The Nagoya District Court in Japan has ruled that bans on same-sex marriage are unconstitutional, making this the second time in Japan’s history that courts have ruled in favor of marriage equality.
Though these rulings are a step forward, they do not grant same-sex couples the same rights as heterosexual couples. GCN reports, “partners cannot inherit each other’s assets and do not attain parental rights to each other’s children.”
Japan is the only G7 state that doesn’t allow same-sex marriage, but pressure mounts as an increasing number of the country’s municipalities have moved to allow same-sex couples to enter into marriages. LGBTQ+ advocates and allies hope that this ruling and others will push the Japanese government to legalize same-sex marriage in the coming years.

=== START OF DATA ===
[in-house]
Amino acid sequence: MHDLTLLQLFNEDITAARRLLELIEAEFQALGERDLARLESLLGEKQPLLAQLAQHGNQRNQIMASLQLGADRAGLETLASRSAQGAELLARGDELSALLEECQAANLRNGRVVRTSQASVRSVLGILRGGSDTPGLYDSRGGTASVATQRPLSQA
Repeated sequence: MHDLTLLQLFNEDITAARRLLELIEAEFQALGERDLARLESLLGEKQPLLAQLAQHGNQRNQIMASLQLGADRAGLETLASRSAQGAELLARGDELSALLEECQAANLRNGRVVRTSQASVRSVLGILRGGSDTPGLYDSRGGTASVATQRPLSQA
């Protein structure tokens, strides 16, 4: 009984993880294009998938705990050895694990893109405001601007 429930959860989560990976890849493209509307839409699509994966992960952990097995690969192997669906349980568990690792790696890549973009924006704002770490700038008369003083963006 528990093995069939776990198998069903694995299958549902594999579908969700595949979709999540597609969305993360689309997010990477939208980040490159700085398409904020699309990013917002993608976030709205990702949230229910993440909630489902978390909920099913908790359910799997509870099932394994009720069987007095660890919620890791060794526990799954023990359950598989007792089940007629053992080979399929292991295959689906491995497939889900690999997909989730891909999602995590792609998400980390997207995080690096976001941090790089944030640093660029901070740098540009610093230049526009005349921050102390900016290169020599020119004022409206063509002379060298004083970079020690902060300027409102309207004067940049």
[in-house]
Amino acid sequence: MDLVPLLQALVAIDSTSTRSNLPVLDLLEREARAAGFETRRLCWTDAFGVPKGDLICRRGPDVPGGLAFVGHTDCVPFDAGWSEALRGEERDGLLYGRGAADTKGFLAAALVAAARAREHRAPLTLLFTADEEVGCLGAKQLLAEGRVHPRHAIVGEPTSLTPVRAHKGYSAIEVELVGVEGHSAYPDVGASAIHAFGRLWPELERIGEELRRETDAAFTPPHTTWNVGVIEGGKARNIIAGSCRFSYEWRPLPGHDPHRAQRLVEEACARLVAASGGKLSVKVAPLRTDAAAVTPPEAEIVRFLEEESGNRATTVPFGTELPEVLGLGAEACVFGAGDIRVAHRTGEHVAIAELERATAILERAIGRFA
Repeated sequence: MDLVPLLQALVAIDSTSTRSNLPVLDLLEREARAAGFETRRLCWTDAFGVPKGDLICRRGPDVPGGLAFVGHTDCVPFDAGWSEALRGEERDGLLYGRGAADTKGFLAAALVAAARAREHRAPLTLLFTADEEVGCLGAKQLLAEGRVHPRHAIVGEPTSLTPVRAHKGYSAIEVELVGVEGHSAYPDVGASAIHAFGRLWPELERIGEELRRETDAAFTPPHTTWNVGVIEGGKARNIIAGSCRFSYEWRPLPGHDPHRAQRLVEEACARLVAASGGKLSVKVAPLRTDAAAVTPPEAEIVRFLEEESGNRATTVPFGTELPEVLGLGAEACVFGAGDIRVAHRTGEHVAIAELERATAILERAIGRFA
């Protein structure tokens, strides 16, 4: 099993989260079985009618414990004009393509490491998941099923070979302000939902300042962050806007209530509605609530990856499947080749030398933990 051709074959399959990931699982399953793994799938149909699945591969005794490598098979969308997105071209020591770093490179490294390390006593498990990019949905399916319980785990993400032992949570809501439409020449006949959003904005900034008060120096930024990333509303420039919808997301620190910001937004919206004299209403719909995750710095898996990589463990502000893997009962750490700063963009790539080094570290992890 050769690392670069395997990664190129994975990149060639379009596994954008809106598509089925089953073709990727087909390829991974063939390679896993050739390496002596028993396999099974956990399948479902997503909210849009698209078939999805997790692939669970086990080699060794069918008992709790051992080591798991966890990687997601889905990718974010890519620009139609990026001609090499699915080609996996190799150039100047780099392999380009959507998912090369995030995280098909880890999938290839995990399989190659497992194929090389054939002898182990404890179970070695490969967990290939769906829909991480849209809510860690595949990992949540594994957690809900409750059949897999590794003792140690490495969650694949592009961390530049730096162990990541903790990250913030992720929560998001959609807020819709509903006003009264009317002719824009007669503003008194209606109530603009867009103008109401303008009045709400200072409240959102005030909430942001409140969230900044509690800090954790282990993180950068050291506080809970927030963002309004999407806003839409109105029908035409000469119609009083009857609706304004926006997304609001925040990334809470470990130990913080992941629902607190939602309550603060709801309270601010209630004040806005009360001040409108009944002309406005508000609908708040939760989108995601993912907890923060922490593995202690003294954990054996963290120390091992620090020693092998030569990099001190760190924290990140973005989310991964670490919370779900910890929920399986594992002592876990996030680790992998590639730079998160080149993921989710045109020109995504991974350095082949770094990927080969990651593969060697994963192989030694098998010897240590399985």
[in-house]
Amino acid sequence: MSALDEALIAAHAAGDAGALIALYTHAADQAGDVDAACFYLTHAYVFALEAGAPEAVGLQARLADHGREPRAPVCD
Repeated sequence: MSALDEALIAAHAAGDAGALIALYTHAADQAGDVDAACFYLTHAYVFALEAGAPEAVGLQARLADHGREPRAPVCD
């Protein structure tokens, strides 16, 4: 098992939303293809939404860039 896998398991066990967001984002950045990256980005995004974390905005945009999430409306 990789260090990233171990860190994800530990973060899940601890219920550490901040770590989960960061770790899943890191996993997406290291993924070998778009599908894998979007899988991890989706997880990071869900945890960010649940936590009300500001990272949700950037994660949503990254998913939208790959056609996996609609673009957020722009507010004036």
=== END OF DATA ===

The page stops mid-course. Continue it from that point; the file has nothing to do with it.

Last year, a court ruling in Osaka claimed that the bans on same-sex marriage were constitutional, devastating LGBTQ+ communities throughout Japan. Lawyer Yoko Mizushima told reporters: “This ruling has rescued us from the hurt of last year’s ruling that said there was nothing wrong with the ban, and the hurt of what the government keeps saying.”
Japan continues to take small strides toward national marriage equality as other G7 nations push them to become more inclusive.